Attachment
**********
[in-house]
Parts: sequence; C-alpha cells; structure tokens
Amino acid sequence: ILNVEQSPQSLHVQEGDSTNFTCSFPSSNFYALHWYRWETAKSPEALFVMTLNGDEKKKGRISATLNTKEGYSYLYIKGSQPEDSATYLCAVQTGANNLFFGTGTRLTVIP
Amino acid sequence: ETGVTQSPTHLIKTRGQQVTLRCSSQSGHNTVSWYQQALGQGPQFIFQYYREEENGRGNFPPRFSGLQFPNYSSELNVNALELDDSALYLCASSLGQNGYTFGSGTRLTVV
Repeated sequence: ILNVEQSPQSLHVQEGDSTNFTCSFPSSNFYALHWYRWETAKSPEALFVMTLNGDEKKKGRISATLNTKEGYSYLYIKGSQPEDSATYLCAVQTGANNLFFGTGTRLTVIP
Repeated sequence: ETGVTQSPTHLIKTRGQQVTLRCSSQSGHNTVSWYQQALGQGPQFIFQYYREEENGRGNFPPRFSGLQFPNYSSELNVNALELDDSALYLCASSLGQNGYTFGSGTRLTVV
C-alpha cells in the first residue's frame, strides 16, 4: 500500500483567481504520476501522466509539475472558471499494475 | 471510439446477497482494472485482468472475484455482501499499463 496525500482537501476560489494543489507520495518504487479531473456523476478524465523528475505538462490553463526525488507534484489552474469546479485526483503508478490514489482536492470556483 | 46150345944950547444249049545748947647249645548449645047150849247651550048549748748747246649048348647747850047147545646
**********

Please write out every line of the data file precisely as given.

[in-house]
Parts: sequence; C-alpha cells; structure tokens
Amino acid sequence: ILNVEQSPQSLHVQEGDSTNFTCSFPSSNFYALHWYRWETAKSPEALFVMTLNGDEKKKGRISATLNTKEGYSYLYIKGSQPEDSATYLCAVQTGANNLFFGTGTRLTVIP
Amino acid sequence: ETGVTQSPTHLIKTRGQQVTLRCSSQSGHNTVSWYQQALGQGPQFIFQYYREEENGRGNFPPRFSGLQFPNYSSELNVNALELDDSALYLCASSLGQNGYTFGSGTRLTVV
Repeated sequence: ILNVEQSPQSLHVQEGDSTNFTCSFPSSNFYALHWYRWETAKSPEALFVMTLNGDEKKKGRISATLNTKEGYSYLYIKGSQPEDSATYLCAVQTGANNLFFGTGTRLTVIP
Repeated sequence: ETGVTQSPTHLIKTRGQQVTLRCSSQSGHNTVSWYQQALGQGPQFIFQYYREEENGRGNFPPRFSGLQFPNYSSELNVNALELDDSALYLCASSLGQNGYTFGSGTRLTVV
C-alpha cells in the first residue's frame, strides 16, 4: 500500500483567481504520476501522466509539475472558471499494475 | 471510439446477497482494472485482468472475484455482501499499463 496525500482537501476560489494543489507520495518504487479531473456523476478524465523528475505538462490553463526525488507534484489552474469546479485526483503508478490514489482536492470556483 | 46150345944950547444249049545748947647249645548449645047150849247651550048549748748747246649048348647747850047147545646